Eradicating Student-Athlete Sexual Assault of Women: Section 1983 and Personal Liability Following Fitzgerald V. Barnstable
39 Pages Posted: 16 Jan 2011
Date Written: 2009
In Fitzgerald v. Barnstable, 129 S. Ct. 788 (2009), the Supreme Court held that a Title IX litigant is not precluded from concurrently asserting a § 1983 claim for violations of constitutional rights. First, the Article discusses the evolution of Supreme Court precedent that culminated in Fitzgerald. It then examines whether, in light of Fitzgerald, § 1983 individual-capacity actions premised on violations of equal protection and due process rights constitute viable external means of holding coaches and university administrators accountable for student-athlete sexual assault of women students. Acknowledging that a plaintiff's burden will be substantial, the Article concludes that the potential for personal liability is likely to provide a mechanism for holding university officials, particularly coaches, accountable for subordinating the personal integrity and safety of women to the interests of student athletes. As a predicate to its discussion of § 1983 individual-capacity based actions, the Article examines the emergence of standards for assessing Title IX liability that have expanded the circumstances under which victims of sexual harassment may prevail against institutions.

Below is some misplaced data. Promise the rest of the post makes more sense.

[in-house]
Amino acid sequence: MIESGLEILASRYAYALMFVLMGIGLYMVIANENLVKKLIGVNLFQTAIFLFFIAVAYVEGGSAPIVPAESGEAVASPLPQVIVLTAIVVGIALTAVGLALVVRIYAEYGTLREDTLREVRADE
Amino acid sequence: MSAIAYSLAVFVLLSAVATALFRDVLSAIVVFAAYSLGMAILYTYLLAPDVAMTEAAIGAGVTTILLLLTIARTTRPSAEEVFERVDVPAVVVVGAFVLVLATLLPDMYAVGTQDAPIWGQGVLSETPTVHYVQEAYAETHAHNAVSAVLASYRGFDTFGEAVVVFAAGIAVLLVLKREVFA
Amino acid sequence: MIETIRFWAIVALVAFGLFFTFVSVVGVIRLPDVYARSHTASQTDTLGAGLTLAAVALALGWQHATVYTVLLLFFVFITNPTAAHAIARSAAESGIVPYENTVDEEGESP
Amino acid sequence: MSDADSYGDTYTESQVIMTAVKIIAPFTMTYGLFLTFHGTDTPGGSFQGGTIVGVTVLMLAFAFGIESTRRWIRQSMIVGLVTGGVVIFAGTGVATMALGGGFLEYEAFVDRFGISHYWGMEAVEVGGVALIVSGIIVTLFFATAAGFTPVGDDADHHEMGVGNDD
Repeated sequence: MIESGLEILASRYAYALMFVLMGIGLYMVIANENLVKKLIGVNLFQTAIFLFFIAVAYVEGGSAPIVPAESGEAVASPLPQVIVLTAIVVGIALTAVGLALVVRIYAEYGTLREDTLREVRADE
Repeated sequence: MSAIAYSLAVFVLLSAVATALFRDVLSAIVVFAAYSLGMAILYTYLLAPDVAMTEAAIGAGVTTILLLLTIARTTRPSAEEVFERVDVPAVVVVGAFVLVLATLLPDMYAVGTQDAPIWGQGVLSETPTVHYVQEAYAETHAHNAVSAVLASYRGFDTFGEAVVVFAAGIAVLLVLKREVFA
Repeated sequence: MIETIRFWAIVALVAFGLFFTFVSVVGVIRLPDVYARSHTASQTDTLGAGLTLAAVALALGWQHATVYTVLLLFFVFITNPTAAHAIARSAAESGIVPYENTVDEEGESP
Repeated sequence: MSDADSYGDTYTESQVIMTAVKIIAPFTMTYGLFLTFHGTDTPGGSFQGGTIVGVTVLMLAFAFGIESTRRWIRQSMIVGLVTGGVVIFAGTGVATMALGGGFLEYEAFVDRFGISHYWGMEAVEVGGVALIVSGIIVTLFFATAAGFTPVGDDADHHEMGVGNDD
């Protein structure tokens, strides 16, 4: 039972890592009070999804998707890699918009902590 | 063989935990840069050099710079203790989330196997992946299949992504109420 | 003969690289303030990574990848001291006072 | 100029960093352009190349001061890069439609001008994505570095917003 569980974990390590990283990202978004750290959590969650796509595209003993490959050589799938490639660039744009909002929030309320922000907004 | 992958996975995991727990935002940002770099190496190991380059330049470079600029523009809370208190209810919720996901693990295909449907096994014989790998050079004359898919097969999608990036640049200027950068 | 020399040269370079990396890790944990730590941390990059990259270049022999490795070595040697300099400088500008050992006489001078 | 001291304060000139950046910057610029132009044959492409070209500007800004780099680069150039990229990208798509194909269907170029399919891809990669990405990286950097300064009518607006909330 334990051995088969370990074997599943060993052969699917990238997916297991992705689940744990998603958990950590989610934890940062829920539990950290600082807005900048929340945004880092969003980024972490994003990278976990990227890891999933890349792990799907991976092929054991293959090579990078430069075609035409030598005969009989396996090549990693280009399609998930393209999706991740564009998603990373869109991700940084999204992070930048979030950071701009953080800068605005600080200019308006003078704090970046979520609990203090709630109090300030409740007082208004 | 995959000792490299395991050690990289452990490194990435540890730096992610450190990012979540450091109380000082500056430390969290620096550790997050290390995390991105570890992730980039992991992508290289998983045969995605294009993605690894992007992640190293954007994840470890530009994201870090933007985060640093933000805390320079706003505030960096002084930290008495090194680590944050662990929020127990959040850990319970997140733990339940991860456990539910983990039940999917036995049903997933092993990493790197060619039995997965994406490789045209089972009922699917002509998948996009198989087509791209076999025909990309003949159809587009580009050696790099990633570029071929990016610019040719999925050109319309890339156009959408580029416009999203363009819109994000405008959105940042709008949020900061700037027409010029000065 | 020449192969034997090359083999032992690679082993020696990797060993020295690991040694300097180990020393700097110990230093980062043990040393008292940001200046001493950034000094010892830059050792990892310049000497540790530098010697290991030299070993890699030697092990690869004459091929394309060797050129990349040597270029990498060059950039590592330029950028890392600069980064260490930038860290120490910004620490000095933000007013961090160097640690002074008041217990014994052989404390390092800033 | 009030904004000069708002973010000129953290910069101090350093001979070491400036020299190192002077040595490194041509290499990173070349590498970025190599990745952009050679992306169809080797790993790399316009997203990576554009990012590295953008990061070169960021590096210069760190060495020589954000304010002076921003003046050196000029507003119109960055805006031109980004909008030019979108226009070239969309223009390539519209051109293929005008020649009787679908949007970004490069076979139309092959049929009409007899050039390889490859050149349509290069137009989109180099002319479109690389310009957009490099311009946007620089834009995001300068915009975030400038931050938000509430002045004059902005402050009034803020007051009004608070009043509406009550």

The Article also explores the variables that influence university officials, particularly college coaches, to engage in behaviors that either enhance the risk that women students will be sexually assaulted by student athletes or treat woman who have been sexually harassed with deliberate indifference. Drawing from research that examines subcultures, including the athletic and police subcultures, the Article discusses the impact of subgroup characteristics on the decisions made by college coaches and administrators in relation to male student athletes and sexual assault. The Article recognizes the importance of external controls, such as civil litigation, in helping to stymie student-athlete violence against women. It proposes, however, that internal controls — cultural and organizational changes — must be implemented if efforts to curb student-athlete sexual assaults against women are to be effective. It offers recommendations that may encourage and enable college coaches and administrators to rethink the manner in which they respond to potential and actual sexual harassment of women students by male student athletes.
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